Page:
At age 35, Calzaghe, Hammersmith , England , clearly was the more skillful and surprisingly much faster fighter. Manfredo, 26, Providence , Rhode Island , is a former fighter on ESPN’s “The Contender” series. It wasn’t Calzaghe’s best performance, as he missed a lot of punches.
Overall, Calzaghe landed 61 of 210 punches, Manfredo connected on just 40 of 114 punches thrown.
However, Calzaghe was under matched and that Manfredo couldn’t handle the champion’s hand speed. After dominating the second round with his southpaw right jabs, Calzaghe pressured Manfredo behind fast flurries.
Although Manfredo wasn’t knocked down, he did not fight back. Manfredo was a stationary target, as Calzaghe unloaded continuously which prompted a stoppage of the fight.
Calzaghe won the WBO 168-pound title following a 12-round unanimous decision against Chris Eubank in October of 1997. However, it wasn’t until Calzaghe decisively defeated unbeaten Jeff Lacy to unify the WBO/IBF super middleweight titles in March of 2006 that Calzaghe received recognition as being the man at 168 pounds.
The only serious threat to Calzaghe at 168 pounds is unbeaten WBA/WBC champion Mikkel Kessler of Denmark . Kessler, like Calzaghe is a huge draw in Europe , and is the No. 2 man to beat in the super middleweight division.
There is also talk of Calzaghe eventually meeting light heavyweight, Bernard Hopkins or middleweight champion, Jermain Taylor in the future.
Walker Survives Garcia
Undefeated heavyweight prospect Travis Walker (23-0-1, 17 KOs) barely avenged an Olympic amateur loss to unbeaten George Garcia (13-1, 4 KOs) on April 6, at the Target Center in Minneapolis. Walker was victorious, via 10-round split decision.
The bout was the main event of a ShoBox: The New Generation series.
All three judges scored the bout 95-93 and 95-94 for Walker, who was docked one point in the final round for landing a low blow. Garcia was ahead 96-93 on the third scorecard.
Walker ’s 6-foot-4, 235-pound frame towered over the 5-foot-10, 250-pound Garcia, who didn’t appear to be in the best of shape. It appeared as though Garcia was overmatched. He struggled to land his overhand rights and hit Walker cleanly.
Garcia was left rolling on the canvas following a left hook to his pudgy stomach in the second round. The thought was that it was only a matter of time before Walker landed something significant that would send Garcia to the locker room early.
That wasn’t the case at all. Garcia showed a lot of determination and literally moved forward. Garcia was able to move his much taller and trimmed target backward consistently throughout the fight.
Walker didn’t capitalize on his 81” reach. Walker ’s hands were below his chin and at times below his chest. This allowed Garcia to land glancing blows across Walker ’s head and chest.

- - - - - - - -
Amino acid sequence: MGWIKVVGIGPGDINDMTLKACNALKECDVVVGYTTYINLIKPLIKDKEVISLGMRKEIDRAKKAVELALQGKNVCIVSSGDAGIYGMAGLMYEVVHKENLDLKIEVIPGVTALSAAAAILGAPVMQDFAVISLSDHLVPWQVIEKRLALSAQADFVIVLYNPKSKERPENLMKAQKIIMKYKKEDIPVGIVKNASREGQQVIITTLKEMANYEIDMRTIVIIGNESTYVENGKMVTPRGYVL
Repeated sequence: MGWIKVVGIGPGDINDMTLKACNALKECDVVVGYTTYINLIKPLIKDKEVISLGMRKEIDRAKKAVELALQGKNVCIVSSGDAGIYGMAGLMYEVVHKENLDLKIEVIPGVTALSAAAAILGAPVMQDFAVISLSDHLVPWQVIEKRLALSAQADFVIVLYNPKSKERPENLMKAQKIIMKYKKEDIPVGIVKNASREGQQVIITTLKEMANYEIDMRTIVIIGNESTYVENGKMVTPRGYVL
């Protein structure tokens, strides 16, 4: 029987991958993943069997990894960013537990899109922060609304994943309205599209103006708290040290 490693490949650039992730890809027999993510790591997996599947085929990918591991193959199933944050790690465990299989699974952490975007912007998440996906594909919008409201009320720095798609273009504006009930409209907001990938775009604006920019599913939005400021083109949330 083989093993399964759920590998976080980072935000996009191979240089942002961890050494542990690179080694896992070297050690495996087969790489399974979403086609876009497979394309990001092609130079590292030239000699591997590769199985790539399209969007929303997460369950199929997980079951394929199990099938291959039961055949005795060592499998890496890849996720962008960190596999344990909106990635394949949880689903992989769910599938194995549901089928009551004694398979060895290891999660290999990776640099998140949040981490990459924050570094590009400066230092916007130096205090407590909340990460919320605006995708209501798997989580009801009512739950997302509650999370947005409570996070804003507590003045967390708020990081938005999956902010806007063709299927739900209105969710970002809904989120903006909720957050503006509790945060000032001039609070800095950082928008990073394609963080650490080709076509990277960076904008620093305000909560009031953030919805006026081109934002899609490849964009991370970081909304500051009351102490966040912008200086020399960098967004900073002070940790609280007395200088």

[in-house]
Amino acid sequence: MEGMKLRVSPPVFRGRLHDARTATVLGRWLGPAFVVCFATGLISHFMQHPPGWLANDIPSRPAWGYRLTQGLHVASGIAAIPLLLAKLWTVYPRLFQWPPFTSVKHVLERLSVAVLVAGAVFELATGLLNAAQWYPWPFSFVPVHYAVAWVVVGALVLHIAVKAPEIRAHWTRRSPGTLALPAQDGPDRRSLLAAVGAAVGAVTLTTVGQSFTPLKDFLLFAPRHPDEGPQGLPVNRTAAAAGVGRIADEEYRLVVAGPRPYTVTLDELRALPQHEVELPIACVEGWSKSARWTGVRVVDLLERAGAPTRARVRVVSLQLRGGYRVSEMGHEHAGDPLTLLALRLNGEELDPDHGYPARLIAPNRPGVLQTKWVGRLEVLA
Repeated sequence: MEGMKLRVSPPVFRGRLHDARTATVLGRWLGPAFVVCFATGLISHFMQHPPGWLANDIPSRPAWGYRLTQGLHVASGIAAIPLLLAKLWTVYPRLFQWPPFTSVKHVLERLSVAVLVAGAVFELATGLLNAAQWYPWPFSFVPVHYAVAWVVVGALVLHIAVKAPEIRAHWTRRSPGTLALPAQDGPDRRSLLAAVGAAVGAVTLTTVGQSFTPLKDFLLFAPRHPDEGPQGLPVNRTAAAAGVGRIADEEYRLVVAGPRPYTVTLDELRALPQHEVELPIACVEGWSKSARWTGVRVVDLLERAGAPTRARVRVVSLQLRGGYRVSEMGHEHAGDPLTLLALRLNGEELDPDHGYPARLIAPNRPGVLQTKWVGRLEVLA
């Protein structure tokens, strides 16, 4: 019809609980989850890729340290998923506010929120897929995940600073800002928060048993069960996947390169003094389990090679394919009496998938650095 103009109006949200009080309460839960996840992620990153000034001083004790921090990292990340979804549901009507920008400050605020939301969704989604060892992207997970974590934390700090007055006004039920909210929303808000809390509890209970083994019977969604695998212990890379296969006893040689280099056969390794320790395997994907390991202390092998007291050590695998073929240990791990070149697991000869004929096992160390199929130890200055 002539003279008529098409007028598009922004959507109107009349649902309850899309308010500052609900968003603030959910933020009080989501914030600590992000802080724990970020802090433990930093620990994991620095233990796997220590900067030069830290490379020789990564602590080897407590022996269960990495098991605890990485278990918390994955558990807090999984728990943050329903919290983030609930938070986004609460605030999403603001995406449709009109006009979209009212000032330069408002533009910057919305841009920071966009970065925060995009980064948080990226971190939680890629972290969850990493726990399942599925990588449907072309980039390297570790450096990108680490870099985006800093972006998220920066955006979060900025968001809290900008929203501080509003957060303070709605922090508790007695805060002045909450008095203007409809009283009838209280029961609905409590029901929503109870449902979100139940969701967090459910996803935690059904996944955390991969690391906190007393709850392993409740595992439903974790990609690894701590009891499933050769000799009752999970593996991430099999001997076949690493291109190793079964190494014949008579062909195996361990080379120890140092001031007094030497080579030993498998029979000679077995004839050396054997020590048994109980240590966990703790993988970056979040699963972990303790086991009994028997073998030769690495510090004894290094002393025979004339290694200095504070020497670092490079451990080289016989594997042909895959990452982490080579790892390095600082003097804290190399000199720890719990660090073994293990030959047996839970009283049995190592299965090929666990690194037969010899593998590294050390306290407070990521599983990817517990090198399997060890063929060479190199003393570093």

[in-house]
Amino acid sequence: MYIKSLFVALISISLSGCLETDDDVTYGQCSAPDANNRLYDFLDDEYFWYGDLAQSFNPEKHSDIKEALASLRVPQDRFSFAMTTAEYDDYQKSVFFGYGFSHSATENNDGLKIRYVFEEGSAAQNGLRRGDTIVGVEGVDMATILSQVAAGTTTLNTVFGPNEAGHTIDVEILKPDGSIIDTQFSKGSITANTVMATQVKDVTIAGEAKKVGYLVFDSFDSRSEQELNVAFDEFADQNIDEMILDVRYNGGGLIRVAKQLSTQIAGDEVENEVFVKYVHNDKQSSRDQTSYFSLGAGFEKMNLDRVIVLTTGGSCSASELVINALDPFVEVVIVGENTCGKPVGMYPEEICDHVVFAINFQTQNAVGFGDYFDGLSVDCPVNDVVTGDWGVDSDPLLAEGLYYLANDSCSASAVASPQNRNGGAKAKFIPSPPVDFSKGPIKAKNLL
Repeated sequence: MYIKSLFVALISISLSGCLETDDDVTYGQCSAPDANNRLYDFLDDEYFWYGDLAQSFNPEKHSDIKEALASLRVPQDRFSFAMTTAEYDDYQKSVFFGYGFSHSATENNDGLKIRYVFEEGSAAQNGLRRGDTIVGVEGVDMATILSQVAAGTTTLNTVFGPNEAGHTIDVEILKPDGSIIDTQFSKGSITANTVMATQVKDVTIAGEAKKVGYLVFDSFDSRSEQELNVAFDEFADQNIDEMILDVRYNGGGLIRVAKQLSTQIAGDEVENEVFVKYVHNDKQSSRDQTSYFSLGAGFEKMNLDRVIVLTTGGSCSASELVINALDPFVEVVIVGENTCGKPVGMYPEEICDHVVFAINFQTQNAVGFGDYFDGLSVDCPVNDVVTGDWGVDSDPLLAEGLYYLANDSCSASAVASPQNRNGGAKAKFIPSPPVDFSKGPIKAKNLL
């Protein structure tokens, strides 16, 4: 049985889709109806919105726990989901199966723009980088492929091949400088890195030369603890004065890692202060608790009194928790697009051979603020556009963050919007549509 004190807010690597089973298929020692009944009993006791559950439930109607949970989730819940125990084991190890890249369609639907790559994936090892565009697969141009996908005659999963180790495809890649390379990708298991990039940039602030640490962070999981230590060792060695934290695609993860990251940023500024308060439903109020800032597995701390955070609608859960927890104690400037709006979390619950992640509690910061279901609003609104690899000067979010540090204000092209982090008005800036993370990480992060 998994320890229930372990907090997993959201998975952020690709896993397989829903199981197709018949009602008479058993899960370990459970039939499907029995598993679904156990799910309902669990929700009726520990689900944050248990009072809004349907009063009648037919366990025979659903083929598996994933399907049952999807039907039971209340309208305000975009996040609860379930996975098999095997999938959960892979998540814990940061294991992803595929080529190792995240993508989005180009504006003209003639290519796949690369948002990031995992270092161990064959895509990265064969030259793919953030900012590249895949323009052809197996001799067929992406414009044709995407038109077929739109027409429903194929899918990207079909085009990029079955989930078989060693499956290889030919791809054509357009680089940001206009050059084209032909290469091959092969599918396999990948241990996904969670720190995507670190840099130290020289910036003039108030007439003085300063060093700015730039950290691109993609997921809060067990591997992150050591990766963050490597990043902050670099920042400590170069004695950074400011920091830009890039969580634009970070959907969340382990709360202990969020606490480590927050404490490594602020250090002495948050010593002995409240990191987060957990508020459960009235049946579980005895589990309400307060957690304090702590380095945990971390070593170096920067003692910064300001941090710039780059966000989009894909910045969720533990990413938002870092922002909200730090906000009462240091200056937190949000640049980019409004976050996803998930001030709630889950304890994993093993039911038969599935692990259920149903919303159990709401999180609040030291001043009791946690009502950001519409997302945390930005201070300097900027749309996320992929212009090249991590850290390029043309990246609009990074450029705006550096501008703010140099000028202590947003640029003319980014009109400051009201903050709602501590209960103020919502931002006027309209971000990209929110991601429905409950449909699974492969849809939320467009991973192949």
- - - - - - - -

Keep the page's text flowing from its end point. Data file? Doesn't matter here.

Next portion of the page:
Walker was hit with shots that had they came from a Wladimir Klitschko, a Sam Peter, or a heavyweight with power, Walker would have been in serious trouble.
The fight was very close going into the final round. Walker was the busier fighter, as Garcia threw one punch at a time and clinched.
Butler Stunned By Binkowski
In the co-feature to Walker-Garcia, Raphael Butler (25-4, 20 KOs) was ahead on the three judges scorecards before getting TKO’d by Art Binkowski (15-1-3, 10 KOs ) at 2:23 seconds into the final round of a scheduled eight-round heavyweight battle.
Butler , a 23-year-old from Rochester , MN , appeared to have clinched a first round KO when he dropped Binkowski three times in the first round to the delight of his hometown audience.
Binkowski was floored by an overhand right before going down again after another solid right to his head. Butler hit Binkowski so hard with a right hand that Binkowski’s rubbery legs carried him into a corner before going down on his knee.
After the first round, the fight surprisingly became increasingly tougher for Butler . An increasingly fatigued Butler fought with his back against the ropes and clinched Binkowski a lot. This allowed Binkowski to battle his way back.
Binkowski, 32, turned his own demise into an interesting contest of will and determination. Binkowski suddenly had a puncher’s chance of winning going into the final round.
In the eighth, Butler kept his hands noticeably below his chest. Binkowski landed a solid right to Butler ’s jaw. Butler wobbled out of the corner on rubbery legs with his chin in the air.
Binkowski landed barrage of unanswered punches which floored Butler on the mat. An exhausted Butler returned having twice spat out his mouth piece to have the fight waved with only 27 seconds remaining in the final round.